|2004 Denver Annual Meeting (November 7–10, 2004)|
|Paper No. 243-9|
|Presentation Time: 1:30 PM-5:30 PM|
DETERMINING GROUNDWATER TRAVEL TIMES IN THE ROYAL SPRING KARST BASIN OF KENTUCKY
PAYLOR, Randall L. and CURRENS, James C., Kentucky Geological Survey, Univ of Kentucky, 228 Mining and Minerals Building, Lexington, KY 40506-0107, firstname.lastname@example.org|
Royal Spring, the largest karst spring in the Inner Bluegrass Region of Kentucky, is the principal water supply for the city of Georgetown. Over 8000 customers of Georgetown Municipal Water and Sewer Service (GMWSS) rely on water produced from the spring. The spring recharge basin encompasses 25 mi2 in Scott and Fayette Counties, including parts of Lexington. A large portion of the basin is developed with suburbs, commercial, and light industrial land uses. Interstates I-65 and I-75, the CSX railroad, and U.S. and State roadways cross the watershed.
Past contamination incidents in the Royal Spring watershed have interrupted the supply. The risk of a catastrophic spill along the transportation corridors is high. GMWSS switches to finished water from Frankfort as an emergency response to a spill, but purchase of the Frankfort water is expensive and needs to be minimized to reduce cost. To facilitate prediction of arrival time and duration of soluble contaminants, the Kentucky Geological Survey (KGS) conducted a quantitative dye tracing study to determine watershed travel times from key swallow holes in the basin.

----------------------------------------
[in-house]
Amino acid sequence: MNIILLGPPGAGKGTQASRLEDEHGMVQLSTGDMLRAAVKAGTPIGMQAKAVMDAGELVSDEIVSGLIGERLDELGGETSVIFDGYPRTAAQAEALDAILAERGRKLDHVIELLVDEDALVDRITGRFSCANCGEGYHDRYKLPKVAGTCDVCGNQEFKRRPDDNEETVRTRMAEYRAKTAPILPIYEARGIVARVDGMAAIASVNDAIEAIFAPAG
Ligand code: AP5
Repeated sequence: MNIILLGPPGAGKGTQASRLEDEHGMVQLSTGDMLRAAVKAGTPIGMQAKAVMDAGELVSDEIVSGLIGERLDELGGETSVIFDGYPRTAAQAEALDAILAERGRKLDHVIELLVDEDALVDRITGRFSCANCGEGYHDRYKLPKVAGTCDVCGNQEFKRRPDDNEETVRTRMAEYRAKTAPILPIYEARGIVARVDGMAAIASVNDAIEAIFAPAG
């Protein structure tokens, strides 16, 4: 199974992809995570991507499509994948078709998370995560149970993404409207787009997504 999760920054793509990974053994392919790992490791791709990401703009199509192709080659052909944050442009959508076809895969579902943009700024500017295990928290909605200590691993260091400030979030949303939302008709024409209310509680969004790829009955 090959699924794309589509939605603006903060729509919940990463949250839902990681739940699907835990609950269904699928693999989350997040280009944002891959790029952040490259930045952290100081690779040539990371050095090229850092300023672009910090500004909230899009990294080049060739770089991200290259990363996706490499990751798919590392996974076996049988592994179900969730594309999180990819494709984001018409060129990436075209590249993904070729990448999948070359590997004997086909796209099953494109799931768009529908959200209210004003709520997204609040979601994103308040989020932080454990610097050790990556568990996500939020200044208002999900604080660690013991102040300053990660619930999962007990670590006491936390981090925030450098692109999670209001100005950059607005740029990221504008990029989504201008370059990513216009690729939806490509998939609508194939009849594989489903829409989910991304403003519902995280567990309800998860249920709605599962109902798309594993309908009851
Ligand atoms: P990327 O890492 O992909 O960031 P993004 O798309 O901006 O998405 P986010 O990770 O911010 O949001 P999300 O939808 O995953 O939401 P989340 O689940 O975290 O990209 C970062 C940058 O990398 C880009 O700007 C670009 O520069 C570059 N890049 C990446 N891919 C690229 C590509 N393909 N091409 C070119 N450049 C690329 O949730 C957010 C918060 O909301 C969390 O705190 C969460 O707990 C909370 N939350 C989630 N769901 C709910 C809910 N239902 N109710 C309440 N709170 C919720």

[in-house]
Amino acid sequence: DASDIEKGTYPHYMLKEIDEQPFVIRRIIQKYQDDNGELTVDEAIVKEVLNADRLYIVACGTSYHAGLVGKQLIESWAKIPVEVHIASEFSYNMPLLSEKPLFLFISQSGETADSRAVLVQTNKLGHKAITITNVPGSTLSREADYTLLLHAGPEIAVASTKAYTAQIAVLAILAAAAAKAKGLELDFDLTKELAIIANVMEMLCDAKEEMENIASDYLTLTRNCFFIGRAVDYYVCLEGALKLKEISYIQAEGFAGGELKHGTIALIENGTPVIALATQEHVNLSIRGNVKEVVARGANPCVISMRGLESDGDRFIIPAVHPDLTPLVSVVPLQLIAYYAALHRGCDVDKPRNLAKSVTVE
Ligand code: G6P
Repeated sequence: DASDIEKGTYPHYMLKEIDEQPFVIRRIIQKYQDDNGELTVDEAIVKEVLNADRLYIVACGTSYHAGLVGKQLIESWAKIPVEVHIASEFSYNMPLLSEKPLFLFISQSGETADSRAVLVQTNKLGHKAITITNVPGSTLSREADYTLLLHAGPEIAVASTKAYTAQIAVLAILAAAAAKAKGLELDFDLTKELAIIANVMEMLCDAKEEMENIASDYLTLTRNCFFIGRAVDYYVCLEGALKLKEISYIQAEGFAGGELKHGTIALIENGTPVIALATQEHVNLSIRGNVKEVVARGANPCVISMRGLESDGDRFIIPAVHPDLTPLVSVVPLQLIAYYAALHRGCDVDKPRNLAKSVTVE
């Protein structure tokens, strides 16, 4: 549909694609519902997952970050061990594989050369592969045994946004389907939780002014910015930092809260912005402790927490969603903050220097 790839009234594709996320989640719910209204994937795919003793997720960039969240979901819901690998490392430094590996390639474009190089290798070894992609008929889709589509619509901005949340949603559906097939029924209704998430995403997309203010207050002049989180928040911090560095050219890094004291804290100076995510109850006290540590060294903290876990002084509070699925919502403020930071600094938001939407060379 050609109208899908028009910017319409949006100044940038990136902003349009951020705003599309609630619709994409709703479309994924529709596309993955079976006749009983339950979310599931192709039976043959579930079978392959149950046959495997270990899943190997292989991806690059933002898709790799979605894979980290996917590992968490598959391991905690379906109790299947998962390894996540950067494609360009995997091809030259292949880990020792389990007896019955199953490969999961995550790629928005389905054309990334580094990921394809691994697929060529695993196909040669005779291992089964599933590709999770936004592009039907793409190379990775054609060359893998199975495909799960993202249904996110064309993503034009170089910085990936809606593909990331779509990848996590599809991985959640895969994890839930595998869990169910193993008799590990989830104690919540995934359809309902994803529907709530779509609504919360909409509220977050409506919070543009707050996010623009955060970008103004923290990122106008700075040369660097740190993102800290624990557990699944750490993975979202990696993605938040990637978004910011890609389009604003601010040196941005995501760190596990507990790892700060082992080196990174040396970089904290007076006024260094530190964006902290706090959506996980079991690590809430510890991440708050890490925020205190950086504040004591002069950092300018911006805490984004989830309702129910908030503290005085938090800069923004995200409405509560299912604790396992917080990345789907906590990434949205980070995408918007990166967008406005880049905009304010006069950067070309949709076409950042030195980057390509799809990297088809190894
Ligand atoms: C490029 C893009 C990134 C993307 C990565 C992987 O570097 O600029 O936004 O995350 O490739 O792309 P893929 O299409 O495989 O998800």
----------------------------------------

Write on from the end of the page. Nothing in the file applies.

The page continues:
KGS conducted 11 sets of simultaneous traces for discharges at Royal Spring from 5 ft3/sec to over 100 ft3/sec. An existing USGS gage monitored hourly discharge, and KGS modified the rating curve to include water withdrawal. Water samples were collected and analyzed for tracers using a Varian spectrofluorometer. Tracer first arrival, last detection, center of mass and total mass were determined. Average recovery of tracers was 91 percent. A simple watershed runoff model was used to approximate surface travel times from the watershed boundary to nearest swallow holes, and was calibrated with surface velocity measurements.
Travel times from swallow holes to the spring ranged from 2 hours to 3 days. Using the groundwater tracing and surface modeling results, 5 travel time maps were constructed that indicate the minimum time of arrival for a spill on the surface. Each of the maps is keyed to a specific spring discharge. In the event of a spill, its location, time, and the current spring discharge level are used with the appropriate map to estimate the first arrival time at the spring. A decision can then be made on how long to safely wait after the spill before switching to an emergency supply.
2004 Denver Annual Meeting (November 7–10, 2004)
General Information for this Meeting
|Session No. 243--Booth# 30|
Hydrogeology (Posters) II
Colorado Convention Center: Exhibit Hall
1:30 PM-5:30 PM, Wednesday, 10 November 2004
Geological Society of America Abstracts with Programs, Vol. 36, No. 5, p. 563
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